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  • Carly Freeman Thompson

Purchasing Policies in Companies: Reducing Risks by Shaping Employee Behavior

Updated: Mar 16

Purchasing policy creation, implementation and modification are an essential part of the day-to-day operations of all businesses. These policies ensure that procurement is efficient and that the following attributes are considered when purchasing goods and services:

  • Quality

  • Quantity

  • Place

  • Time

  • Price

Purchasing policies can be extensive and guide all purchases of a business so that an authority has the final say over key purchases. As a business grows, it is not uncommon for businesses to have specific employees in charge of purchases or to enable purchases up to certain dollar amounts without additional authorization.


A purchasing policy should include limits of authority requirements and/or a delegation of authority section.


Why Purchasing Policies are Important


Purchasing policies provide many benefits and can play an important role in procurement. Read on for general best practices.


Establish Purchasing Authority


Informal procurement arrangements can lead to confusion, inefficiency, and waste. Having clear policies can help ensure that right people are making purchases and that they are following the guidelines outlined in the policy.

A purchasing policy clearly establishes authority by listing the individuals who are permitted to make purchases.


Set Clear Guidelines


Purchasing policies set clear guidance, standards and procedures that must be followed by employees who have been granted the authority to make purchases per your policies. They ensure that everyone is on the same page and understands the rules for procurement.


Procurement policies benefit operations of all sizes. Your company may be small right now, but what happens when your operations grow? Without a clear purchasing policy, it may be challenging to discern what is and what is not acceptable under company standards.


Define Acceptable Practices


A clear purchasing policy will define acceptable practices and the rules that must be followed when making purchases. There are several things that need to be considered when defining acceptable practices:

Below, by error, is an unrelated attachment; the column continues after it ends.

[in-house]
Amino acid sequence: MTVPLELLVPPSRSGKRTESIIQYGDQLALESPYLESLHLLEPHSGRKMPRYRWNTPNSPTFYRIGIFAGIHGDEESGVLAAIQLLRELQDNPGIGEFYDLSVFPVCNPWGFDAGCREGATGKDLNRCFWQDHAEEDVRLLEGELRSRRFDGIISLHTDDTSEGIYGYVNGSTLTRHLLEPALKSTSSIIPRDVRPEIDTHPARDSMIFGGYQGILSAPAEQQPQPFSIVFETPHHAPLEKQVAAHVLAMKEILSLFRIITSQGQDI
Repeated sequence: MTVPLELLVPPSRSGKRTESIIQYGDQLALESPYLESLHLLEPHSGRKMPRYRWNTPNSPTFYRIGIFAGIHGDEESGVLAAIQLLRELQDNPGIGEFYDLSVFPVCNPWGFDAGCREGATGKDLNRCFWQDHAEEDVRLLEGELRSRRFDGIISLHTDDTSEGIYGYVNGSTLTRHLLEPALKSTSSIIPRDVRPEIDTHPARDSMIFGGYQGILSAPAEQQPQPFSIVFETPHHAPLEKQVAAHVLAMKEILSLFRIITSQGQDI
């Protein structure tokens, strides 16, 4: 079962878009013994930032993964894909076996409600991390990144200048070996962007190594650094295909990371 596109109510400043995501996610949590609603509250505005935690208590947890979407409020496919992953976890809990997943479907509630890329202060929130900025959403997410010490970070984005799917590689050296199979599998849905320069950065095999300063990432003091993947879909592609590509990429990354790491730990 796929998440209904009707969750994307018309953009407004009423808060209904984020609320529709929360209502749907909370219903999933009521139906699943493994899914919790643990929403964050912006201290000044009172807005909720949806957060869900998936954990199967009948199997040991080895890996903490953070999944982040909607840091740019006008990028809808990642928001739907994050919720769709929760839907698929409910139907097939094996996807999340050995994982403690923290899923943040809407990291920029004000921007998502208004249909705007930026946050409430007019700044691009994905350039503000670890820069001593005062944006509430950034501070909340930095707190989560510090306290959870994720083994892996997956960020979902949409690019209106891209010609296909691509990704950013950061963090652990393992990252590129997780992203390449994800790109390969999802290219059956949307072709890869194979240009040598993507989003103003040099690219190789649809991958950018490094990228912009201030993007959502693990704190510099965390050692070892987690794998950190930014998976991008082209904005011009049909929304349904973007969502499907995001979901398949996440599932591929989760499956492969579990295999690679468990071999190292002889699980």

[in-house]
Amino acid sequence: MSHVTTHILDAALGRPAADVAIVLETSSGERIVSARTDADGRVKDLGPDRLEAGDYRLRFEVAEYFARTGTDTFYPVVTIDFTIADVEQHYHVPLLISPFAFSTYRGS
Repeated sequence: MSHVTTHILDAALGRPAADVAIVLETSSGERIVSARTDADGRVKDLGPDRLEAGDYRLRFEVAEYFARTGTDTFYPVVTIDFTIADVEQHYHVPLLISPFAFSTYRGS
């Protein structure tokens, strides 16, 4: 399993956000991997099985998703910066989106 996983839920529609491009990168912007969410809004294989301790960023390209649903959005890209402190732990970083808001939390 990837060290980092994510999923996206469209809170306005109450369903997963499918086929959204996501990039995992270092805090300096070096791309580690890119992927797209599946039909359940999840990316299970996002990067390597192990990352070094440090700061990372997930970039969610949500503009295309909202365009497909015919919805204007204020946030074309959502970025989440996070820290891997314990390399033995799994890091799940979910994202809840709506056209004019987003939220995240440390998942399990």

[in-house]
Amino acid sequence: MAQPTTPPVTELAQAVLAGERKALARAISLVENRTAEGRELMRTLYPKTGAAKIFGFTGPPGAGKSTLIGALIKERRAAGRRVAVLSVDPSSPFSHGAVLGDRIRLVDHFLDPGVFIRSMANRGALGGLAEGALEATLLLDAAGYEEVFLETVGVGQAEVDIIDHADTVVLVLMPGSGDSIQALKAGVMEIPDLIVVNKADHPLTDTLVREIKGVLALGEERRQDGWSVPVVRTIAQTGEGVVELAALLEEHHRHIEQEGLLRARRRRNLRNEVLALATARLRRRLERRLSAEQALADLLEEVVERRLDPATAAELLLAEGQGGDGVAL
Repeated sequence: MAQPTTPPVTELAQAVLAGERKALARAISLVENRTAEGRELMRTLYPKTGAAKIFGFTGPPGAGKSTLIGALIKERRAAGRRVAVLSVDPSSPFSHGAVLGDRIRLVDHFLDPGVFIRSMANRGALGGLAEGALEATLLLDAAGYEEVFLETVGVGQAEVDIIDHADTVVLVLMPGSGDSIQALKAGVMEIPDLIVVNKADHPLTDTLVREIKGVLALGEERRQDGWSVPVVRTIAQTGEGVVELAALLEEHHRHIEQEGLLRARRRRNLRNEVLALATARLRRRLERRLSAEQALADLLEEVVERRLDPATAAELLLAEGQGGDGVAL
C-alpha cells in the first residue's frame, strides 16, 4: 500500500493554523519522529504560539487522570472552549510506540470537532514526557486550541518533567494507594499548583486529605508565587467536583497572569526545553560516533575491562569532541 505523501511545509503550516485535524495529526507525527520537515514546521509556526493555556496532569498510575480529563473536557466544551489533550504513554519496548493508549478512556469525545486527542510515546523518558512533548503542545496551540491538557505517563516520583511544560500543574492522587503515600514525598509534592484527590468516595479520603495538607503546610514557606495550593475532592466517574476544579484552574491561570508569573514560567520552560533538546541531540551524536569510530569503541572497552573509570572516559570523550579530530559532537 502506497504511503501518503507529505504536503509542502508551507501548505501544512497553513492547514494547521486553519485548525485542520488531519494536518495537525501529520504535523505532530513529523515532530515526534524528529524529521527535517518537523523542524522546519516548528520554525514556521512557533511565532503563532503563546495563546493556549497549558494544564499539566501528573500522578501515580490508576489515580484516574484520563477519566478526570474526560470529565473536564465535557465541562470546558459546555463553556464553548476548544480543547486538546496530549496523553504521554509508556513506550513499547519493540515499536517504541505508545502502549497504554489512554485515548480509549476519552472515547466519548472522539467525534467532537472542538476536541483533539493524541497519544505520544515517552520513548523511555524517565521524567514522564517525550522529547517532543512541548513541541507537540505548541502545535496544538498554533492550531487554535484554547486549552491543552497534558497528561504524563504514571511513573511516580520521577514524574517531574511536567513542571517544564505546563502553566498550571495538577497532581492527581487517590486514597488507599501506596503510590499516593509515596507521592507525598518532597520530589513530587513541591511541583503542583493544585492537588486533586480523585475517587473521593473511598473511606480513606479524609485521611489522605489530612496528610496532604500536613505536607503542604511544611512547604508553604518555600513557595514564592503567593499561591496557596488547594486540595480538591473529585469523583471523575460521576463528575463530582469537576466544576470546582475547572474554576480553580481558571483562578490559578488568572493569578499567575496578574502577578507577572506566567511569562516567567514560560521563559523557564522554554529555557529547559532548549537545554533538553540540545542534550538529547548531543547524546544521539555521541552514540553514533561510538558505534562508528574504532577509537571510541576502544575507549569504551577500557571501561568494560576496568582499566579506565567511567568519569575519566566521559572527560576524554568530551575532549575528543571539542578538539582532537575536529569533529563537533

• What is considered unethical or a conflict of interest? For example, perhaps you want to avoid having employees show favoritism towards vendors or suppliers run by relatives.

  • To what extent should incentives play a role in the purchasing decision, if at all?

  • What procedures should decision-makers follow when making a purchasing decision?

Purchasing systems such as Coupa, allow for easy implementation of purchasing policies. When all stakeholders and employees can quickly visualize and adhere to policies, it allows for a clear, defined purchasing process.


Outline Preferred Suppliers or Criteria for Choosing Suppliers


A business’ purchasing department should set up and onboard suppliers. Policies should be in place that allow the purchasing department to:

  • Select vendors

  • Coordinate scheduling

  • Score vendors

Internal policies may include:

  • Selecting products from only verified and approved vendor catalogs.

  • Obtaining approval from IT before purchasing IT supplies.

  • Contacting a specific authority when purchases exceed a certain dollar amount.

Policies for specific departments may also exist. Certain IT purchases may be required to go through the head of the IT department. Office supplies may be handled by a specific manager, or there may be certain rules that need to be followed, i.e.: all purchases over X amount must be approved by X stakeholder.


Creating and implementing purchasing policies guide your employees to get what they need to complete their jobs. Businesses can setup purchasing authority levels for specific commodity groups, capital expenditures, or for larger dollar amount or volume purchases.


Contact DataMap if you need help communicating, establishing, implementing and/or updating your purchasing policies.

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